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This document has dealt only with the logs that can be recorded by individual computers and other systems. A great deal of useful information and early warnings can also be obtained by looking at computers and networks in combination. Any organisation that is concerned to protect its own systems and reputation should also be developing systems to monitor these systems. Two examples are given below of what can, and should, be done.

Network Flows

Networks can be characterised very effectively by knowing what flows of traffic are taking place along them. Flows can be classified by their source and destination IP addresses, or groups of addresses, and ports, along with the volume of traffic making up the flow. For example it would be quite normal in an open-access workstation room to see large numbers of packets coming from the HTTP ports of external machines into the workstation room – web browsing is a legitimate use for these types of systems – but much less normal to see traffic flowing out from the HTTP port on the workstations. The latter situation may indicate that someone has set up a web server on a workstation, either with or without authority, or that systems have been compromised and are being controlled by a remote intruder. Thus simple flow information can be effective in detecting both security problems and breaches of policy.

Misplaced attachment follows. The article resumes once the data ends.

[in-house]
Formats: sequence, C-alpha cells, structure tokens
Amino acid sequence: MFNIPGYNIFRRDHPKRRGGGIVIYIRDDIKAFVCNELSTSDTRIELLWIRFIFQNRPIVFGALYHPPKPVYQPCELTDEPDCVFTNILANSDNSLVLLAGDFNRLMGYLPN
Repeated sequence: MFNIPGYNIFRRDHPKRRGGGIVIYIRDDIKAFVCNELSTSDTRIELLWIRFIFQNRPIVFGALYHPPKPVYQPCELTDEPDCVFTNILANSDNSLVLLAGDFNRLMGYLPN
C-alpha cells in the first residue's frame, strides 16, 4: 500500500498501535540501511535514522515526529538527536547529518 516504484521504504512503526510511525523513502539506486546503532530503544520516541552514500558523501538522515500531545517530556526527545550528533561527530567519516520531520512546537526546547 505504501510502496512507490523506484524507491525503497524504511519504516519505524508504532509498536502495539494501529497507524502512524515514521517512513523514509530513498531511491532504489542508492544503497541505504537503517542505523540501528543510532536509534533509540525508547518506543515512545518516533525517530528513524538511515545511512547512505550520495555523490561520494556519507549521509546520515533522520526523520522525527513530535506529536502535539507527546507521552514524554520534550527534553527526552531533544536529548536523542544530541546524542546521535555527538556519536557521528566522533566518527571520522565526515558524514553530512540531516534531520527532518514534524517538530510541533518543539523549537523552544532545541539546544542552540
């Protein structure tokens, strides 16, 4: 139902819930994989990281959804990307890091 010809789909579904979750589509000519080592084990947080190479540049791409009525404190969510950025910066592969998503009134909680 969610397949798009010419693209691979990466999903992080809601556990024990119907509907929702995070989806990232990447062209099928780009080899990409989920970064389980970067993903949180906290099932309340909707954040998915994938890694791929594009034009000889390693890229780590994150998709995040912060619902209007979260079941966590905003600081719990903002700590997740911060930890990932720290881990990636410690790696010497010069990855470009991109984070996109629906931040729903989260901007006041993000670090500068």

Network flows are often the only way to trace denial of service attacks, since these commonly use forged addresses to conceal their origin. If addresses are forged then an attack can be hard to trace at the IP level; instead information taken from routers and switches will be needed to determine which ports or interfaces are carrying the traffic. Such information can rarely be gathered from a single central point but needs effective, secure reporting and management to be set up on the network devices when they are deployed.

Intrusion Detection

Network flow monitoring examines where packets are going to and from; network Intrusion Detection Systems (IDS) examine the content of packets or search for patterns in time. For example an IDS might be configured to check HTTP packets for the commands used by well-known attack tools, or could detect that a particular IP address had sent packets to all the addresses in a range. IDSes can be very effective at warning of known problems, though they are less good at identifying new, suspicious activity. Some IDS packages can take action to respond to a detected threat, either by blocking the hostile traffic or by targeting a response at the apparent source. However these options, sometimes known as Intrusion Prevention Systems (IPS), run the risk of denying service unnecessarily (any system, computer or human, will occasionally make mistakes) or of taking reprisals against an innocent party. In the worst case an IPS may even assist an attacker if it can be made to react in a way that harms the organisation. For example if an attacker can persuade an IPS that it is being attacked by a vital internal or external system, such as a DNS resolver, then the IPS may effectively cut off the organisation’s access to that system or the Internet.